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Impact of latest curbs has Redas seminar abuzz
PROPERTY players are still coming to terms with the surprise cooling measures that took effect on July 6, with various views on their impact aired at Real Estate Developers' Association of Singapore's (Redas) property market update seminar for 2018.
While Redas sees the heftier additional buyer's stamp duty (ABSD) on developers as a "big setback" for the property market here, JLL sees moderate price growth ahead for property prices and demand being able to match supply in the years ahead so long as launches are paced "sensitively".
Redas president Augustine Tan warned on Tuesday that cooling measures that kicked in on July 6 raised the cost of home ownership and cooled demand from investors and foreigners.
The measures include a non-remissible 5 per cent charge for developers when they buy residential properties for development, higher ABSD for Singaporeans and PRs buying their second home and onwards, and higher remissable ABSD for entities buying residential property.
Mr Tan said buyers' demand for a second residential property and onwards will be further dampened from the measures, exacerbating the high supply situation.
But even first-time homebuyers would face a higher cost of ownership due to tighter loan-to-value (LTV) ratios as they will need more cash or CPF (Central Provident Fund) outlays for their downpayments, he said.
The measures could erode the confidence of developers, investors and buyers, he said.
"Property markets are driven by both economic fundamentals and market sentiment. It is thus imperative to monitor the impact of the new measures as the unintended consequences could have broader ramifications."
He added that Redas shares the government's interest in maintaining a stable and sustainable property market.
JLL Singapore head of research and consultancy Tay Huey Ying, who was also presenting at Redas, argued that an oversupply in the market can be avoided.
By JLL's estimates, there is an unsold supply of 50,526 units, or 12,632 units each year over the next four years.
This will largely match the estimated annual average demand of 10,566 to 12,159 units she forecast. The two sets of figures correspond to last year's developer's sale volume and the average annual new sales demand over the past 10 years, respectively.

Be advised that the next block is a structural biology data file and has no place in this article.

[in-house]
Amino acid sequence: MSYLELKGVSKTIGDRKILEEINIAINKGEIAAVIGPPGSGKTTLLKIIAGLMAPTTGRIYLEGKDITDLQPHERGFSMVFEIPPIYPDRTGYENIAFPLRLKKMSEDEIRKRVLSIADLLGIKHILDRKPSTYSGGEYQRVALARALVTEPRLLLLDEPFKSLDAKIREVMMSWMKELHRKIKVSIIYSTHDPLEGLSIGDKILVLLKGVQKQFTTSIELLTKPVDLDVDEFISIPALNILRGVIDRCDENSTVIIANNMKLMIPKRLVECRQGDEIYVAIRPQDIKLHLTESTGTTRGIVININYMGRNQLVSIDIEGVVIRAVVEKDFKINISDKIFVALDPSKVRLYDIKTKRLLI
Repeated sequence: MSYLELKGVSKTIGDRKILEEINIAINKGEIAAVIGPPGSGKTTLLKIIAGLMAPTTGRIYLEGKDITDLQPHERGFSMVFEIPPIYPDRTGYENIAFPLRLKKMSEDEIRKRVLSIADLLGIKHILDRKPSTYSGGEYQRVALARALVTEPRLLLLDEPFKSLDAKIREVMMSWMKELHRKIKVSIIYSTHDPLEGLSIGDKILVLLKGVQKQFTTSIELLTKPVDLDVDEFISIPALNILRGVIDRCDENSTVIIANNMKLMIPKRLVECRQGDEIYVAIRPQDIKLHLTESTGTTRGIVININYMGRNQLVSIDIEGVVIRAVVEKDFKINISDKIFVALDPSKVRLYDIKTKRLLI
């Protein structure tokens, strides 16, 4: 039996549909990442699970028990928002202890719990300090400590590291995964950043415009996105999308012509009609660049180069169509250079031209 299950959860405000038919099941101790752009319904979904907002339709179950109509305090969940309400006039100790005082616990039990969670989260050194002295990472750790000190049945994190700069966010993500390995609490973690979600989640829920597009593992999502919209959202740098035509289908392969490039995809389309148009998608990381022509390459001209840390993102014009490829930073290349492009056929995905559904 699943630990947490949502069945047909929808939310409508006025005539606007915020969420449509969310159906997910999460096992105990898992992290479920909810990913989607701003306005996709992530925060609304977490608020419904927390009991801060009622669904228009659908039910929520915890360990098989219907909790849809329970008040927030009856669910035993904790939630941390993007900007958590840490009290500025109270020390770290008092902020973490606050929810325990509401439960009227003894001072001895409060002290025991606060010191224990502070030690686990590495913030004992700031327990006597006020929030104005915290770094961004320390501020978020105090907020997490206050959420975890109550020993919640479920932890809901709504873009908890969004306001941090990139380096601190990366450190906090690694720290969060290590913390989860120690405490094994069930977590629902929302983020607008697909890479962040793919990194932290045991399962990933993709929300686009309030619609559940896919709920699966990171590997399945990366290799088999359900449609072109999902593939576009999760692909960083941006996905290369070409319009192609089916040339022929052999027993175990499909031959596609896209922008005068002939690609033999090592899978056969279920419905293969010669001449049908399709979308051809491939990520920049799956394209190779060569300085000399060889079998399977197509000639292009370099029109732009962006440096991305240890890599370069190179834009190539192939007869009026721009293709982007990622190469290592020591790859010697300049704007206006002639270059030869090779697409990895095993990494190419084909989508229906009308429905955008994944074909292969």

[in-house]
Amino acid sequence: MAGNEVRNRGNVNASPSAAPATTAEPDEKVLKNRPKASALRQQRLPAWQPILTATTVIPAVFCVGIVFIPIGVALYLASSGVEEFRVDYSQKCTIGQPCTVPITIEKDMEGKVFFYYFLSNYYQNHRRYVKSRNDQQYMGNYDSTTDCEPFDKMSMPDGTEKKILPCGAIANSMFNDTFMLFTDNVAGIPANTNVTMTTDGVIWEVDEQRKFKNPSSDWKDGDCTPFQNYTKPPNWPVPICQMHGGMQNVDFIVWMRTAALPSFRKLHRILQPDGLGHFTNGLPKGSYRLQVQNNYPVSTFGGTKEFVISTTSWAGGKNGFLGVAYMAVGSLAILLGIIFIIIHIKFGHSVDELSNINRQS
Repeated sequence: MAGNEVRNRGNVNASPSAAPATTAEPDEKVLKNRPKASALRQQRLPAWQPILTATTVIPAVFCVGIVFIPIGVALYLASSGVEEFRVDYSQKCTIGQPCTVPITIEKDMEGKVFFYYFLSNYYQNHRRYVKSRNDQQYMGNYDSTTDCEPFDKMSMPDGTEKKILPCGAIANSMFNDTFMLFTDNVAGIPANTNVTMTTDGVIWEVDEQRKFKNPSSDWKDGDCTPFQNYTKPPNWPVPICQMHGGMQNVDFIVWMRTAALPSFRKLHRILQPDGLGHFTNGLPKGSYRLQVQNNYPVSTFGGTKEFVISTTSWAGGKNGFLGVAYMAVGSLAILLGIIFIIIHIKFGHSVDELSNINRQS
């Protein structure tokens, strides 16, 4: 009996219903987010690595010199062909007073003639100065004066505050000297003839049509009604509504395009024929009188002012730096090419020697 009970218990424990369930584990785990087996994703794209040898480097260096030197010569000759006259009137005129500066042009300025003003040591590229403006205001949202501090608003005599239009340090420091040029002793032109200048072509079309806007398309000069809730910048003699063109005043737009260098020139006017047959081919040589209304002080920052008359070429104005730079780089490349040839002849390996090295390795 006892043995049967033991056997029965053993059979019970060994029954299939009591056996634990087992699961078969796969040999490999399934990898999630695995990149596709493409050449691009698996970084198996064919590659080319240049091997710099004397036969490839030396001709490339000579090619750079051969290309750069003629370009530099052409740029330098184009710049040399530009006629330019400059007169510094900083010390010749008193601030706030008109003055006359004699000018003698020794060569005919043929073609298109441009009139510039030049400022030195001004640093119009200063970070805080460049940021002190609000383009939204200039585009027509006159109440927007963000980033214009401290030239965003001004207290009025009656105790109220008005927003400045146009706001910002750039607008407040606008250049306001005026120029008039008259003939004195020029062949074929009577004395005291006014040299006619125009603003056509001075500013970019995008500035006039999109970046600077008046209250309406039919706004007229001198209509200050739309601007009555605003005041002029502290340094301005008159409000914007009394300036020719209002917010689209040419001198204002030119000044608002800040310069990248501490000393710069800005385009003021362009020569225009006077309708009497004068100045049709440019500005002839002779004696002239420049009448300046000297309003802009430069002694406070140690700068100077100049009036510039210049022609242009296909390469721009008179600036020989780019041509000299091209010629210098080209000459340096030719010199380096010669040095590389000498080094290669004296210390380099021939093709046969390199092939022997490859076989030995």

She made her forecast on the basis that while cooling measures will shave some demand, expectations of steady growth, rising wealth and a healthy employment market will still support demand.
But developers will have to pace their launches in accordance with market demand within the five-year period before ABSD pentalites are incurred.
She also said there is room for home prices to post moderate growth, as long as steady economic growth continues and there are no shocks like a full-blown trade war.
As for the collective sale market, it is not necessarily game over.
"There is room for collective sale activity, but... the margin that developers can hope to enjoy has been narrowed," she said.
"Developers can be expected to pare down offer prices, so for collective sale potential sellers, there is a need to readjust the pricing expectations if they want to secure a buyer."
Fellow presenter, CIMB private bank economist Song Seng Wun, said that there is still homebuying demand as economic fundamentals are still supportive, generating jobs and income growth, but developers may just have to deal with less profit.
"The only question is pricing," he said. "We may not be flogging off as many properties as we forecast in the beginning of the year, but they're still moving."
He said that given stable macroeconomic conditions and better sentiment on the ground, prices would likely have continued to firm up in the absence of government action.
But there are also downside risks such as interest rate hikes and the possibility of a trade war "starting to materalise" may have prompted policymakers to act.
"The macro landscape allows for market correction now to be stable and orderly," he said. "Whereas if they were not to do anything until the market corrects itself, it could be a recessionary event caused by... events beyond our control."
By acting early now, the government can still have the option to unwind or dial back their measures later on "should downside risks materialise in a meaningful way" to support the market, he added.